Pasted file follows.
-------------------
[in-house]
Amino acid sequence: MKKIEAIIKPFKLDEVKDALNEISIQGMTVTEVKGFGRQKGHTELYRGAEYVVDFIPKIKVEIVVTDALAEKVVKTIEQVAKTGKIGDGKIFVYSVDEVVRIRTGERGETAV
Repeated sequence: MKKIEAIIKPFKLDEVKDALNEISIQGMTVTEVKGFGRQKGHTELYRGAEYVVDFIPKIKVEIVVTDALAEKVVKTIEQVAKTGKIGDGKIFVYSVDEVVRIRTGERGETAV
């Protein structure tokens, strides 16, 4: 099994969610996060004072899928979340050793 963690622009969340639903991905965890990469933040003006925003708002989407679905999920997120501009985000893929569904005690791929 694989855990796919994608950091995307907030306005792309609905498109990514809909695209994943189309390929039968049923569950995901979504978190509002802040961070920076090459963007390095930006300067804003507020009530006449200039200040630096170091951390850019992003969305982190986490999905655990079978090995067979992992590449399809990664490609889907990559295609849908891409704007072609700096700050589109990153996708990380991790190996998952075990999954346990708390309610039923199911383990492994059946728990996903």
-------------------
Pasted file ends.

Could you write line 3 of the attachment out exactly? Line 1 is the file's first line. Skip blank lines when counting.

Repeated sequence: MKKIEAIIKPFKLDEVKDALNEISIQGMTVTEVKGFGRQKGHTELYRGAEYVVDFIPKIKVEIVVTDALAEKVVKTIEQVAKTGKIGDGKIFVYSVDEVVRIRTGERGETAV